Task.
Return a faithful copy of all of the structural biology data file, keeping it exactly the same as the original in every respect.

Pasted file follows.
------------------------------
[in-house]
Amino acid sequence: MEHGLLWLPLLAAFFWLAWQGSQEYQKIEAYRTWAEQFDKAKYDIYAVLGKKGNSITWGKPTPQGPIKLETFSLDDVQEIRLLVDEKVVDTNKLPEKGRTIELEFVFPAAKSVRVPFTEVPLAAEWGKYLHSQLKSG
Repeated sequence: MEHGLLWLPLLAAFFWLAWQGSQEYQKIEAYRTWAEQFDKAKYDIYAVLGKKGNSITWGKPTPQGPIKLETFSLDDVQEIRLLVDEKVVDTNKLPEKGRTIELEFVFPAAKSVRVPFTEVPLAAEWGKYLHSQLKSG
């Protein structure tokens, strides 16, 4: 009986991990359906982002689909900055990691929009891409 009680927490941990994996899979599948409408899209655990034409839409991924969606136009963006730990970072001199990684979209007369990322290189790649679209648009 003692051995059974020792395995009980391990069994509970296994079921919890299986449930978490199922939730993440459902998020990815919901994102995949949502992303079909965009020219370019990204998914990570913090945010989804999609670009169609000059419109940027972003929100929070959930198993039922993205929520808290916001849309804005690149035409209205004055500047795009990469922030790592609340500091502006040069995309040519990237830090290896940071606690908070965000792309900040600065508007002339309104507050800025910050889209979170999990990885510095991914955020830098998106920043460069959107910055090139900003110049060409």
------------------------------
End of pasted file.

[in-house]
Amino acid sequence: MEHGLLWLPLLAAFFWLAWQGSQEYQKIEAYRTWAEQFDKAKYDIYAVLGKKGNSITWGKPTPQGPIKLETFSLDDVQEIRLLVDEKVVDTNKLPEKGRTIELEFVFPAAKSVRVPFTEVPLAAEWGKYLHSQLKSG
Repeated sequence: MEHGLLWLPLLAAFFWLAWQGSQEYQKIEAYRTWAEQFDKAKYDIYAVLGKKGNSITWGKPTPQGPIKLETFSLDDVQEIRLLVDEKVVDTNKLPEKGRTIELEFVFPAAKSVRVPFTEVPLAAEWGKYLHSQLKSG
């Protein structure tokens, strides 16, 4: 009986991990359906982002689909900055990691929009891409 009680927490941990994996899979599948409408899209655990034409839409991924969606136009963006730990970072001199990684979209007369990322290189790649679209648009 003692051995059974020792395995009980391990069994509970296994079921919890299986449930978490199922939730993440459902998020990815919901994102995949949502992303079909965009020219370019990204998914990570913090945010989804999609670009169609000059419109940027972003929100929070959930198993039922993205929520808290916001849309804005690149035409209205004055500047795009990469922030790592609340500091502006040069995309040519990237830090290896940071606690908070965000792309900040600065508007002339309104507050800025910050889209979170999990990885510095991914955020830098998106920043460069959107910055090139900003110049060409």